OECD Global Partnership on Artificial Intelligence

It was recently announced that the Organisation for Economic Co-operation and Development (OECD) is to host the Secretariat of the new Global Partnership on AI (GPAI).

The GPAI consists of a collection of countries (Australia, Canada, France, Germany, India, Italy, Japan, Mexico, New Zealand, Korea, Singapore, Slovenia, UK and USA) along with the European Union. It aims to “guide the responsible development and use of AI, grounded in human rights, inclusion, diversity, innovation, and economic growth.” The GPAI brings together experts from industry, civil society, governments, and academia, to work across four broad themes:

  1. Responsible AI
  2. Data governance
  3. The future of work
  4. Innovation and commercialisation

One of its short term goals will be to investigate how artificial intelligence (AI) can be leveraged to better respond to and recover from the Coronavirus pandemic. Commenting, OECD Secretary-General Angel Gurría, said “AI is a truly transformational technology that could play a catalysing role in our response to Covid-19 and other global challenges provided it is developed and used with trust, transparency and accountability”.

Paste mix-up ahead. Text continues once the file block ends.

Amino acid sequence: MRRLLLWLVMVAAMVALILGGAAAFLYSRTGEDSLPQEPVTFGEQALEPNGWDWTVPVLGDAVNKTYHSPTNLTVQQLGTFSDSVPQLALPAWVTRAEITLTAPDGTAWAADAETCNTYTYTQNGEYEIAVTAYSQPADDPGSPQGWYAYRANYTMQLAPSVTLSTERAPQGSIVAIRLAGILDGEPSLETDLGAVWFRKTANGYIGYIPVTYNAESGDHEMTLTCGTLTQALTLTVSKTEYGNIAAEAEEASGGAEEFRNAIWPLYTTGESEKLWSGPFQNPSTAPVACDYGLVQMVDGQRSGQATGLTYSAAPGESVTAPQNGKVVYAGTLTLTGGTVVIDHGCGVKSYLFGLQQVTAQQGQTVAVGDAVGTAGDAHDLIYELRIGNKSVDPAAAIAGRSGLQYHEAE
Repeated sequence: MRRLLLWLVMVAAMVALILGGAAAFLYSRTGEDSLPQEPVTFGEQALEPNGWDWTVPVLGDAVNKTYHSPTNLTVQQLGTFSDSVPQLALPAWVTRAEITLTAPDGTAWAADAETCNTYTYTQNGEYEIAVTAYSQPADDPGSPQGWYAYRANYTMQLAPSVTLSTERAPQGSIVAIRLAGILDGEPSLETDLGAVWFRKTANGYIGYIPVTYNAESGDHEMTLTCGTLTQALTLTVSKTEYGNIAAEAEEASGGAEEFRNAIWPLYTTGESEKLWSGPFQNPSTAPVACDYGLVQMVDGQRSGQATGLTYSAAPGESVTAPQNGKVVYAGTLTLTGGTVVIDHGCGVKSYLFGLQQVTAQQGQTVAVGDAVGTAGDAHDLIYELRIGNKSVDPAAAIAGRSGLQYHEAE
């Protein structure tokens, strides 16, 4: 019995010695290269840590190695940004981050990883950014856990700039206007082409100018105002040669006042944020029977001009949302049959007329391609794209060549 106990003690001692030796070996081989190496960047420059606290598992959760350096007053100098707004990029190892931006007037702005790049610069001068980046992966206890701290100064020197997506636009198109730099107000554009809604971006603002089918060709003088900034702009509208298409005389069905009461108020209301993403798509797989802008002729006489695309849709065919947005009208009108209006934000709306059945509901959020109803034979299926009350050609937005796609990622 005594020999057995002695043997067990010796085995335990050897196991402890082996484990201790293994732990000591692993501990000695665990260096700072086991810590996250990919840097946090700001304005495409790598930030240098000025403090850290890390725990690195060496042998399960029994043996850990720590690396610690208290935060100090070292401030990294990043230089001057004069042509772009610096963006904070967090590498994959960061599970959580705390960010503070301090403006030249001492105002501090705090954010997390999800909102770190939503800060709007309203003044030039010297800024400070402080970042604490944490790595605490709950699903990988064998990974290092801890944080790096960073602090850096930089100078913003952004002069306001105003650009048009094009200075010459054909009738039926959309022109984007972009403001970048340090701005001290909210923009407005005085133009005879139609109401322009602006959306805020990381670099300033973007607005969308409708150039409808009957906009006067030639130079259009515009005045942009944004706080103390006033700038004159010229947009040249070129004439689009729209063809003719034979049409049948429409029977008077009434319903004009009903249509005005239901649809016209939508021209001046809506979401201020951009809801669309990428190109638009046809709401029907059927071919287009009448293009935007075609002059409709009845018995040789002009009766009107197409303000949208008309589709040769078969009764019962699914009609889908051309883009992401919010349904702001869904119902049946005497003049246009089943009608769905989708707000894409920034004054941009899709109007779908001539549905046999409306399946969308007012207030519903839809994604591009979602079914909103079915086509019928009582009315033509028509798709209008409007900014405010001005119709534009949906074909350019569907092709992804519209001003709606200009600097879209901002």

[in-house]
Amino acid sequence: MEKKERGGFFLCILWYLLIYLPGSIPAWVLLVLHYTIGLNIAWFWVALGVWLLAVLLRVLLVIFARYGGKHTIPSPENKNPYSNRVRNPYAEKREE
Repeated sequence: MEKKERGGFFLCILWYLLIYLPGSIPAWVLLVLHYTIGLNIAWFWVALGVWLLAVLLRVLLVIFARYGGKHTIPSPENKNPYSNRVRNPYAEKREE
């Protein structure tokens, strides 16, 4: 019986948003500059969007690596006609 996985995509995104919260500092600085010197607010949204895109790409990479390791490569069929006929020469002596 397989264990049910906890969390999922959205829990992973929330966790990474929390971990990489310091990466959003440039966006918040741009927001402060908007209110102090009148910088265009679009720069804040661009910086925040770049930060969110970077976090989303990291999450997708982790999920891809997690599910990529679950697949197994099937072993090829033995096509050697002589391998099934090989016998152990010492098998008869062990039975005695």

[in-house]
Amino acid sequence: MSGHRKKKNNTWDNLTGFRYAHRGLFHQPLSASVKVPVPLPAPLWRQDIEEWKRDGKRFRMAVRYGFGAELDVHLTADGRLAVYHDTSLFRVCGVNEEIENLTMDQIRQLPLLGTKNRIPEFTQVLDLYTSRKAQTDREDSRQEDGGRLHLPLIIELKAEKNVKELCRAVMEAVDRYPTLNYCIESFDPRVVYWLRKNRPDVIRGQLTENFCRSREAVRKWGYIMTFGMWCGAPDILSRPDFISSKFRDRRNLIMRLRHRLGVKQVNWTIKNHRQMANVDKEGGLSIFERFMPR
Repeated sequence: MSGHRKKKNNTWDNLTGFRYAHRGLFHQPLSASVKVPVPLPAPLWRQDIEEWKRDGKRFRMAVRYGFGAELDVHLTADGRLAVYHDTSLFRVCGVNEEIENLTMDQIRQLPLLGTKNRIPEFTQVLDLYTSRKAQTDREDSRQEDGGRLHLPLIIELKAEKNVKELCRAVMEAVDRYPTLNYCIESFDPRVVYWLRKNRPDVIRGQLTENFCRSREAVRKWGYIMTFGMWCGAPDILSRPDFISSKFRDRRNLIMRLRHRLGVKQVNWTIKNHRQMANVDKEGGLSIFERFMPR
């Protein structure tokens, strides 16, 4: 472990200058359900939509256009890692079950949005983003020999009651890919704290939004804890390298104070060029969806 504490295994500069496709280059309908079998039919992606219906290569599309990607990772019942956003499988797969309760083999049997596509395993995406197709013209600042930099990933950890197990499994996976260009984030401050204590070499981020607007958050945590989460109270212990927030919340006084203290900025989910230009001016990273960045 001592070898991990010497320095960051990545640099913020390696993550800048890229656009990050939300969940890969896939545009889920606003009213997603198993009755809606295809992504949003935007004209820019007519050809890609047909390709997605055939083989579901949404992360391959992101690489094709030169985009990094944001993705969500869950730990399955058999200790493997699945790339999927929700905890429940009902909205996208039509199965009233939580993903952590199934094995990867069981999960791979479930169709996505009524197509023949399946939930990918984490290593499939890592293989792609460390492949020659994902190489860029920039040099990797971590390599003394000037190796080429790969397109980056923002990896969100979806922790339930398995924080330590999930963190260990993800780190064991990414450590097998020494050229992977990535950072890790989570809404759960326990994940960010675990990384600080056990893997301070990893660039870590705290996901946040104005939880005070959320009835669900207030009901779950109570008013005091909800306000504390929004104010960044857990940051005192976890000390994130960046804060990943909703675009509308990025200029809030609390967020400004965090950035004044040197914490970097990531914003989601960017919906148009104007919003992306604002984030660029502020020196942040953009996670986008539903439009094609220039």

The hosting arrangement means that GPAI’s governance bodies, consisting of a Council and a Steering Committee, will be supported by a Secretariat housed at the OECD in Paris – as well as two Centres of Expertise, one each in Montréal and Paris.

The choice to base its Secretariat at the OECD will no doubt be in part due to the work done by the OECD to create a set of five Principles on Artificial Intelligence, namely:

  1. AI should benefit people and the planet by driving inclusive growth, sustainable development and well-being.
  2. AI systems should be designed in a way that respects the rule of law, human rights, democratic values and diversity, and they should include appropriate safeguards – for example, enabling human intervention where necessary – to ensure a fair and just society.
  3. There should be transparency and responsible disclosure around AI systems to ensure that people understand AI-based outcomes and can challenge them.
  4. AI systems must function in a robust, secure and safe way throughout their life cycles and potential risks should be continually assessed and managed.
  5. Organisations and individuals developing, deploying or operating AI systems should be held accountable for their proper functioning in line with the above principles.

It should be noted that a well publicised ethics board which was set up to look at AI in 2019 was abandoned within less than two weeks of being launched.

Image via www.vpnsrus.com.